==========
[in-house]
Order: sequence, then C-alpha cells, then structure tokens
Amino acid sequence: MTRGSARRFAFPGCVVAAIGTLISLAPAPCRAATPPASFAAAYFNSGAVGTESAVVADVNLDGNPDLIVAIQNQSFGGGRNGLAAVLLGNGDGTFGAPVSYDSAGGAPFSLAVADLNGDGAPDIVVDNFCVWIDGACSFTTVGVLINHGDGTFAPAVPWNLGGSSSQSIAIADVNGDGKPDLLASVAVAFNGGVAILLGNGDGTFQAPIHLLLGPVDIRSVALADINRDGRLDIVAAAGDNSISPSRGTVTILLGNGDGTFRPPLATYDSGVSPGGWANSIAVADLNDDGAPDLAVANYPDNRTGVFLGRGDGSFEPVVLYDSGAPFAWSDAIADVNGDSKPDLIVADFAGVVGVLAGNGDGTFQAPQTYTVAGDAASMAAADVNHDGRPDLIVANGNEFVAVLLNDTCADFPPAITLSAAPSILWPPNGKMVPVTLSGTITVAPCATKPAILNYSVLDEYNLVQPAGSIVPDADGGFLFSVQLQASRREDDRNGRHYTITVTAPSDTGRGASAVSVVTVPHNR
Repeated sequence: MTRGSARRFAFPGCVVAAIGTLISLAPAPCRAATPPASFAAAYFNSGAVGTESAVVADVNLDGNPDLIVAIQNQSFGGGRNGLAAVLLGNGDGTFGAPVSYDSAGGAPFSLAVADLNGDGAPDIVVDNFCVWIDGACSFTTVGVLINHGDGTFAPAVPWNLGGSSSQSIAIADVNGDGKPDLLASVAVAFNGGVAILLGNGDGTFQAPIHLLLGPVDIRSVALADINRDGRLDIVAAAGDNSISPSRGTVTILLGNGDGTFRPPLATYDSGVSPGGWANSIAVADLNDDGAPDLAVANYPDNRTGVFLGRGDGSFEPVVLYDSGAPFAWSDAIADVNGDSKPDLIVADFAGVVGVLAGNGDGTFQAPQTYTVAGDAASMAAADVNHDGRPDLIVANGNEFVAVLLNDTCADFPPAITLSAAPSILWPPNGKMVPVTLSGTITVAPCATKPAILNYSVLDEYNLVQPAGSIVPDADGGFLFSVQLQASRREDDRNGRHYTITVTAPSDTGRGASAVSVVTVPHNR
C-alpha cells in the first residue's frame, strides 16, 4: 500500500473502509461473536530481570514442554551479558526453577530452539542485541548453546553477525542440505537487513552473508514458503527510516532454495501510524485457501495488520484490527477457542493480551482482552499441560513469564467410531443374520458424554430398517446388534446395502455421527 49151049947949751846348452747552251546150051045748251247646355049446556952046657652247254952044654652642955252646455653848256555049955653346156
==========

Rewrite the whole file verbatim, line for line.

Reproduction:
[in-house]
Order: sequence, then C-alpha cells, then structure tokens
Amino acid sequence: MTRGSARRFAFPGCVVAAIGTLISLAPAPCRAATPPASFAAAYFNSGAVGTESAVVADVNLDGNPDLIVAIQNQSFGGGRNGLAAVLLGNGDGTFGAPVSYDSAGGAPFSLAVADLNGDGAPDIVVDNFCVWIDGACSFTTVGVLINHGDGTFAPAVPWNLGGSSSQSIAIADVNGDGKPDLLASVAVAFNGGVAILLGNGDGTFQAPIHLLLGPVDIRSVALADINRDGRLDIVAAAGDNSISPSRGTVTILLGNGDGTFRPPLATYDSGVSPGGWANSIAVADLNDDGAPDLAVANYPDNRTGVFLGRGDGSFEPVVLYDSGAPFAWSDAIADVNGDSKPDLIVADFAGVVGVLAGNGDGTFQAPQTYTVAGDAASMAAADVNHDGRPDLIVANGNEFVAVLLNDTCADFPPAITLSAAPSILWPPNGKMVPVTLSGTITVAPCATKPAILNYSVLDEYNLVQPAGSIVPDADGGFLFSVQLQASRREDDRNGRHYTITVTAPSDTGRGASAVSVVTVPHNR
Repeated sequence: MTRGSARRFAFPGCVVAAIGTLISLAPAPCRAATPPASFAAAYFNSGAVGTESAVVADVNLDGNPDLIVAIQNQSFGGGRNGLAAVLLGNGDGTFGAPVSYDSAGGAPFSLAVADLNGDGAPDIVVDNFCVWIDGACSFTTVGVLINHGDGTFAPAVPWNLGGSSSQSIAIADVNGDGKPDLLASVAVAFNGGVAILLGNGDGTFQAPIHLLLGPVDIRSVALADINRDGRLDIVAAAGDNSISPSRGTVTILLGNGDGTFRPPLATYDSGVSPGGWANSIAVADLNDDGAPDLAVANYPDNRTGVFLGRGDGSFEPVVLYDSGAPFAWSDAIADVNGDSKPDLIVADFAGVVGVLAGNGDGTFQAPQTYTVAGDAASMAAADVNHDGRPDLIVANGNEFVAVLLNDTCADFPPAITLSAAPSILWPPNGKMVPVTLSGTITVAPCATKPAILNYSVLDEYNLVQPAGSIVPDADGGFLFSVQLQASRREDDRNGRHYTITVTAPSDTGRGASAVSVVTVPHNR
C-alpha cells in the first residue's frame, strides 16, 4: 500500500473502509461473536530481570514442554551479558526453577530452539542485541548453546553477525542440505537487513552473508514458503527510516532454495501510524485457501495488520484490527477457542493480551482482552499441560513469564467410531443374520458424554430398517446388534446395502455421527 49151049947949751846348452747552251546150051045748251247646355049446556952046657652247254952044654652642955252646455653848256555049955653346156